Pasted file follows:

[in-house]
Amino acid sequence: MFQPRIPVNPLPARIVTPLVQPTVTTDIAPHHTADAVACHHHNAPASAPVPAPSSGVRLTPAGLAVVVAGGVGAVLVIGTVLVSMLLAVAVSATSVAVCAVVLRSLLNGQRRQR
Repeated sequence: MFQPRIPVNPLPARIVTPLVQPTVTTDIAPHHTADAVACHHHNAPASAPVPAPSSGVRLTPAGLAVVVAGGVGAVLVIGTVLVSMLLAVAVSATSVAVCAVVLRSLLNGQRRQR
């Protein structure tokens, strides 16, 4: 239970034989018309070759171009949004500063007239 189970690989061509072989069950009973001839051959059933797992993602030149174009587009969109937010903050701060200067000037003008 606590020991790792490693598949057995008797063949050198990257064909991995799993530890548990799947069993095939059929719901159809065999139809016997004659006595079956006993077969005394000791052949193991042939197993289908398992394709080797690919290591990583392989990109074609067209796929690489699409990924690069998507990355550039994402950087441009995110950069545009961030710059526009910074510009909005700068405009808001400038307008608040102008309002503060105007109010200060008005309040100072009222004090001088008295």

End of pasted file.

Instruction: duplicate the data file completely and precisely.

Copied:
[in-house]
Amino acid sequence: MFQPRIPVNPLPARIVTPLVQPTVTTDIAPHHTADAVACHHHNAPASAPVPAPSSGVRLTPAGLAVVVAGGVGAVLVIGTVLVSMLLAVAVSATSVAVCAVVLRSLLNGQRRQR
Repeated sequence: MFQPRIPVNPLPARIVTPLVQPTVTTDIAPHHTADAVACHHHNAPASAPVPAPSSGVRLTPAGLAVVVAGGVGAVLVIGTVLVSMLLAVAVSATSVAVCAVVLRSLLNGQRRQR
């Protein structure tokens, strides 16, 4: 239970034989018309070759171009949004500063007239 189970690989061509072989069950009973001839051959059933797992993602030149174009587009969109937010903050701060200067000037003008 606590020991790792490693598949057995008797063949050198990257064909991995799993530890548990799947069993095939059929719901159809065999139809016997004659006595079956006993077969005394000791052949193991042939197993289908398992394709080797690919290591990583392989990109074609067209796929690489699409990924690069998507990355550039994402950087441009995110950069545009961030710059526009910074510009909005700068405009808001400038307008608040102008309002503060105007109010200060008005309040100072009222004090001088008295």